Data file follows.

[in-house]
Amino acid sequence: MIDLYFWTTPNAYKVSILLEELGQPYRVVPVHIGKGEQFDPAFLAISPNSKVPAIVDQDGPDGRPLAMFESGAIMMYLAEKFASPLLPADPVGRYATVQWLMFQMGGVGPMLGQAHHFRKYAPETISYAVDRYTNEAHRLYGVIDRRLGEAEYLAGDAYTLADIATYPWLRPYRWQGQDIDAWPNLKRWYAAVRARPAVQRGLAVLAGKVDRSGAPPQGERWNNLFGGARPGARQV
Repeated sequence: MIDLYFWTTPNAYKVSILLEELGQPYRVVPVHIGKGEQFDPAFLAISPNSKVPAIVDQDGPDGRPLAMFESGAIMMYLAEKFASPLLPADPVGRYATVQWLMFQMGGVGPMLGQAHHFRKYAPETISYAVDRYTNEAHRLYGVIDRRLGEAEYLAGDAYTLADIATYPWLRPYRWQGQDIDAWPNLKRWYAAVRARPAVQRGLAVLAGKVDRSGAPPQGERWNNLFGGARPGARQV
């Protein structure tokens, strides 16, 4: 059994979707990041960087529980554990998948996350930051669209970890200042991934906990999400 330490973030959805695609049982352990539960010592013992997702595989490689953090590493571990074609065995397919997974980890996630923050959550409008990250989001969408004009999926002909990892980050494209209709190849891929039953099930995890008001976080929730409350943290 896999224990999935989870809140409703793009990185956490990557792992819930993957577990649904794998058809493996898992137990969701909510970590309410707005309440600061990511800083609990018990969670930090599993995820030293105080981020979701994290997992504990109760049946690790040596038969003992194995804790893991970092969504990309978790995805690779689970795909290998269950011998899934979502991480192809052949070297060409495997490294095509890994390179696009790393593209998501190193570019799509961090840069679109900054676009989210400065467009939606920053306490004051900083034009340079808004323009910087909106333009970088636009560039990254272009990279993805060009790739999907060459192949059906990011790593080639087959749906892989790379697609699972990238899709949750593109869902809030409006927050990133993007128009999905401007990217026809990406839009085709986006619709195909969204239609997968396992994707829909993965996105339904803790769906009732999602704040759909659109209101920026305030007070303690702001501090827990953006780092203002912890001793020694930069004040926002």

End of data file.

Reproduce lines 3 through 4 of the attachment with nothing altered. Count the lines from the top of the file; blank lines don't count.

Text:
Repeated sequence: MIDLYFWTTPNAYKVSILLEELGQPYRVVPVHIGKGEQFDPAFLAISPNSKVPAIVDQDGPDGRPLAMFESGAIMMYLAEKFASPLLPADPVGRYATVQWLMFQMGGVGPMLGQAHHFRKYAPETISYAVDRYTNEAHRLYGVIDRRLGEAEYLAGDAYTLADIATYPWLRPYRWQGQDIDAWPNLKRWYAAVRARPAVQRGLAVLAGKVDRSGAPPQGERWNNLFGGARPGARQV
């Protein structure tokens, strides 16, 4: 059994979707990041960087529980554990998948996350930051669209970890200042991934906990999400 330490973030959805695609049982352990539960010592013992997702595989490689953090590493571990074609065995397919997974980890996630923050959550409008990250989001969408004009999926002909990892980050494209209709190849891929039953099930995890008001976080929730409350943290 896999224990999935989870809140409703793009990185956490990557792992819930993957577990649904794998058809493996898992137990969701909510970590309410707005309440600061990511800083609990018990969670930090599993995820030293105080981020979701994290997992504990109760049946690790040596038969003992194995804790893991970092969504990309978790995805690779689970795909290998269950011998899934979502991480192809052949070297060409495997490294095509890994390179696009790393593209998501190193570019799509961090840069679109900054676009989210400065467009939606920053306490004051900083034009340079808004323009910087909106333009970088636009560039990254272009990279993805060009790739999907060459192949059906990011790593080639087959749906892989790379697609699972990238899709949750593109869902809030409006927050990133993007128009999905401007990217026809990406839009085709986006619709195909969204239609997968396992994707829909993965996105339904803790769906009732999602704040759909659109209101920026305030007070303690702001501090827990953006780092203002912890001793020694930069004040926002």